For example, Breanna Taylor was shot subsequent to a drug bust. But under libertarianism, all drugs, without exception, would be legal. If the cops operated under the libertarian legal code, they would have refused to honor orders to arrest anyone for such a “crime.”
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Bless you, Bernie Sanders!

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Extra! Extra! Bernie Sanders channels two toxic white males: François-Marie Arouet (better known as Voltaire) and John Stuart Mill.

According to a magnificent statement widely attributed to the former: “I may disapprove of what you say, but I will defend to the death your right to say it.”

John Stuart Mill in his “On Liberty” made a powerful utilitarian case for free speech. It is the best, perhaps the only way, to get to the truth. As well, if you are not aware of what the other side of a debate is saying, then you don’t even fully comprehend your own position, since the two are inextricably tied together.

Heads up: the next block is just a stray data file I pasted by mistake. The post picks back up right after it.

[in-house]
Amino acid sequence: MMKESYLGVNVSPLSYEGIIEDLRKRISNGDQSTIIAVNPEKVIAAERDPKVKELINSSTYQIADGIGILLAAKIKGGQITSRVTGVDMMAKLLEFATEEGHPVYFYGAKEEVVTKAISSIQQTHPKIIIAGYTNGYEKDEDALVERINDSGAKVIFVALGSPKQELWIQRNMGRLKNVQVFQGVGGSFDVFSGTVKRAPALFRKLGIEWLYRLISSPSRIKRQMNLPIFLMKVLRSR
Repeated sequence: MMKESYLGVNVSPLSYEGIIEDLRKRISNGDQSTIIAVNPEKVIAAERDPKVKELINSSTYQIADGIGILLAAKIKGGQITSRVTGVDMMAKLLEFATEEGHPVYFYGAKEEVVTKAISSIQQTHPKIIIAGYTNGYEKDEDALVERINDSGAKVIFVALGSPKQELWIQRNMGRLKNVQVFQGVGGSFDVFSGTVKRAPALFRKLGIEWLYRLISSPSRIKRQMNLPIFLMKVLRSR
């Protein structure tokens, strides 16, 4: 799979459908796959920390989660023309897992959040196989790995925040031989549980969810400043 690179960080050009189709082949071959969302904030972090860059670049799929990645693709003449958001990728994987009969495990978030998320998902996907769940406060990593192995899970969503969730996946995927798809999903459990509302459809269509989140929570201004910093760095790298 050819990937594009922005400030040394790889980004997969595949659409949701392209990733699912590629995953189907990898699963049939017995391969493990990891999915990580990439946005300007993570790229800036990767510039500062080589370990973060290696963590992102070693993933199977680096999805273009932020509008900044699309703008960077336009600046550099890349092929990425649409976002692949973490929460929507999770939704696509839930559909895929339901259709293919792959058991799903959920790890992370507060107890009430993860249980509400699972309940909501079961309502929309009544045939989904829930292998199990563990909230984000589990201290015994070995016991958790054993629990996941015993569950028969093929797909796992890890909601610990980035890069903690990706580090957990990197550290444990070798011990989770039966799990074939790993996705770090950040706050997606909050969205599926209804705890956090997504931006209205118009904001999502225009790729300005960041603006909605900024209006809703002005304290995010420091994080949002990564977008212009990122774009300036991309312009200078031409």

In what way does the Independent Senator from Vermont make common cause with these two giants of western civilization? Responded my boyhood chum (we overlapped for four years in Brooklyn’s James Madison High School and were on the track team together), when asked if liberals had become "too censorious":